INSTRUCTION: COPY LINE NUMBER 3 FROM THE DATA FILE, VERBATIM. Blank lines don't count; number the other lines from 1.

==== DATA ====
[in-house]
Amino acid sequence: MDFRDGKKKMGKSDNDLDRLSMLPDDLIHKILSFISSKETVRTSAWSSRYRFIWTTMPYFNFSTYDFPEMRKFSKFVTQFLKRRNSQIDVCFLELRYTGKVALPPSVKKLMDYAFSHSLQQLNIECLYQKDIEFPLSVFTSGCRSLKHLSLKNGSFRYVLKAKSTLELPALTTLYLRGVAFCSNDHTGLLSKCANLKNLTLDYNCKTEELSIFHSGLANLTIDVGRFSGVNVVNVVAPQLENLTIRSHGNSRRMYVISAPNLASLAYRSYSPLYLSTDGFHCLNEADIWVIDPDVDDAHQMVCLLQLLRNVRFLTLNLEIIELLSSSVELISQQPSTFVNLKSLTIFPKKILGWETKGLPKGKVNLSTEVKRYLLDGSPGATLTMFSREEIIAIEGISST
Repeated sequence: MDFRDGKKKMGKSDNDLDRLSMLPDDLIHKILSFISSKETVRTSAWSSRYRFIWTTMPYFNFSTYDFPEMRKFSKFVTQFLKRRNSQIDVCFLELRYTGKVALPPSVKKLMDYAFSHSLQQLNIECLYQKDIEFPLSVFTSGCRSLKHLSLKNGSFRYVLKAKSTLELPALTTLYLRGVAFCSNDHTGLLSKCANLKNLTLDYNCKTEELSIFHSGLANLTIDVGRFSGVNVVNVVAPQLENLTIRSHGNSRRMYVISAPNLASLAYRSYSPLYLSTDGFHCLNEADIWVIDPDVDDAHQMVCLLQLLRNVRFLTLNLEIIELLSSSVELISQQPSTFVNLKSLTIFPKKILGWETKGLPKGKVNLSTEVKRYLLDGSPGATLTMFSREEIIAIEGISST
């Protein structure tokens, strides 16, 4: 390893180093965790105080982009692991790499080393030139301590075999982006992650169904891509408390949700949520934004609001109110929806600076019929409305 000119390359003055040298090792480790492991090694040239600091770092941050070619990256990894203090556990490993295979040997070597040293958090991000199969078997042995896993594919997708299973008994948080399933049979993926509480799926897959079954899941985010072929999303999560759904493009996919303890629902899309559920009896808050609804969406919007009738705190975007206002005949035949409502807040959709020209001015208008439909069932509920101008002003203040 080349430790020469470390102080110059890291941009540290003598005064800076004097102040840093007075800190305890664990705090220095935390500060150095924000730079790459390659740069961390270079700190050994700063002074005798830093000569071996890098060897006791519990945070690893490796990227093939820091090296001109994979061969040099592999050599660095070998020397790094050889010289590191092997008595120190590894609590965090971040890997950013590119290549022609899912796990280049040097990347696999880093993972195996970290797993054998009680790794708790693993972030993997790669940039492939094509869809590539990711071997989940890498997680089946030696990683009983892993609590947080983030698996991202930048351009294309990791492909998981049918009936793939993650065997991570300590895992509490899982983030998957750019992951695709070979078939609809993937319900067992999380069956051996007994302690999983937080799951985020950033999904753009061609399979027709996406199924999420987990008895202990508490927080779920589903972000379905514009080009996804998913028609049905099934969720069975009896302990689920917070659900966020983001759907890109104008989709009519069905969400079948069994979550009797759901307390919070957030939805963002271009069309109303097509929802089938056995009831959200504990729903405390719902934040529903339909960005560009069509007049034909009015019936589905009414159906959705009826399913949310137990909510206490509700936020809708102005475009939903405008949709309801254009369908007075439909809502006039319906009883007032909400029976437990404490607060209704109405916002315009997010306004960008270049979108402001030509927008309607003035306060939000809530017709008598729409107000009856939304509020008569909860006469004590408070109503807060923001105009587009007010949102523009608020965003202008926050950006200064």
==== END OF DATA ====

Repeated sequence: MDFRDGKKKMGKSDNDLDRLSMLPDDLIHKILSFISSKETVRTSAWSSRYRFIWTTMPYFNFSTYDFPEMRKFSKFVTQFLKRRNSQIDVCFLELRYTGKVALPPSVKKLMDYAFSHSLQQLNIECLYQKDIEFPLSVFTSGCRSLKHLSLKNGSFRYVLKAKSTLELPALTTLYLRGVAFCSNDHTGLLSKCANLKNLTLDYNCKTEELSIFHSGLANLTIDVGRFSGVNVVNVVAPQLENLTIRSHGNSRRMYVISAPNLASLAYRSYSPLYLSTDGFHCLNEADIWVIDPDVDDAHQMVCLLQLLRNVRFLTLNLEIIELLSSSVELISQQPSTFVNLKSLTIFPKKILGWETKGLPKGKVNLSTEVKRYLLDGSPGATLTMFSREEIIAIEGISST